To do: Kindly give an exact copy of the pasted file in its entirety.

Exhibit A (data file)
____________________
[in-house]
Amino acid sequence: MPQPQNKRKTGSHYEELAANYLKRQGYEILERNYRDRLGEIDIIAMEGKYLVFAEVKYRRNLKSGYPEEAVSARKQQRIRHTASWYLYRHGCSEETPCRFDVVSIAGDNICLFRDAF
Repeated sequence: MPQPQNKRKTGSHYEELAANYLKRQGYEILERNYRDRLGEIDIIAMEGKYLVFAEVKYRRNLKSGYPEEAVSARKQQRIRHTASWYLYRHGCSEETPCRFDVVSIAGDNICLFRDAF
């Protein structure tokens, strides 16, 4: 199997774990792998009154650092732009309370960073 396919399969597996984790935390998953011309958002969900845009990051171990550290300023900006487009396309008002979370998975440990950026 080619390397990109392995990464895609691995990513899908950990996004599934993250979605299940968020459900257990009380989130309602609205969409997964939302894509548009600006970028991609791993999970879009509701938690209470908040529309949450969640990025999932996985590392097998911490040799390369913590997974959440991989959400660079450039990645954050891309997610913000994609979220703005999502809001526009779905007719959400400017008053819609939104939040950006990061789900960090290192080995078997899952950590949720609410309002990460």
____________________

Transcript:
[in-house]
Amino acid sequence: MPQPQNKRKTGSHYEELAANYLKRQGYEILERNYRDRLGEIDIIAMEGKYLVFAEVKYRRNLKSGYPEEAVSARKQQRIRHTASWYLYRHGCSEETPCRFDVVSIAGDNICLFRDAF
Repeated sequence: MPQPQNKRKTGSHYEELAANYLKRQGYEILERNYRDRLGEIDIIAMEGKYLVFAEVKYRRNLKSGYPEEAVSARKQQRIRHTASWYLYRHGCSEETPCRFDVVSIAGDNICLFRDAF
């Protein structure tokens, strides 16, 4: 199997774990792998009154650092732009309370960073 396919399969597996984790935390998953011309958002969900845009990051171990550290300023900006487009396309008002979370998975440990950026 080619390397990109392995990464895609691995990513899908950990996004599934993250979605299940968020459900257990009380989130309602609205969409997964939302894509548009600006970028991609791993999970879009509701938690209470908040529309949450969640990025999932996985590392097998911490040799390369913590997974959440991989959400660079450039990645954050891309997610913000994609979220703005999502809001526009779905007719959400400017008053819609939104939040950006990061789900960090290192080995078997899952950590949720609410309002990460």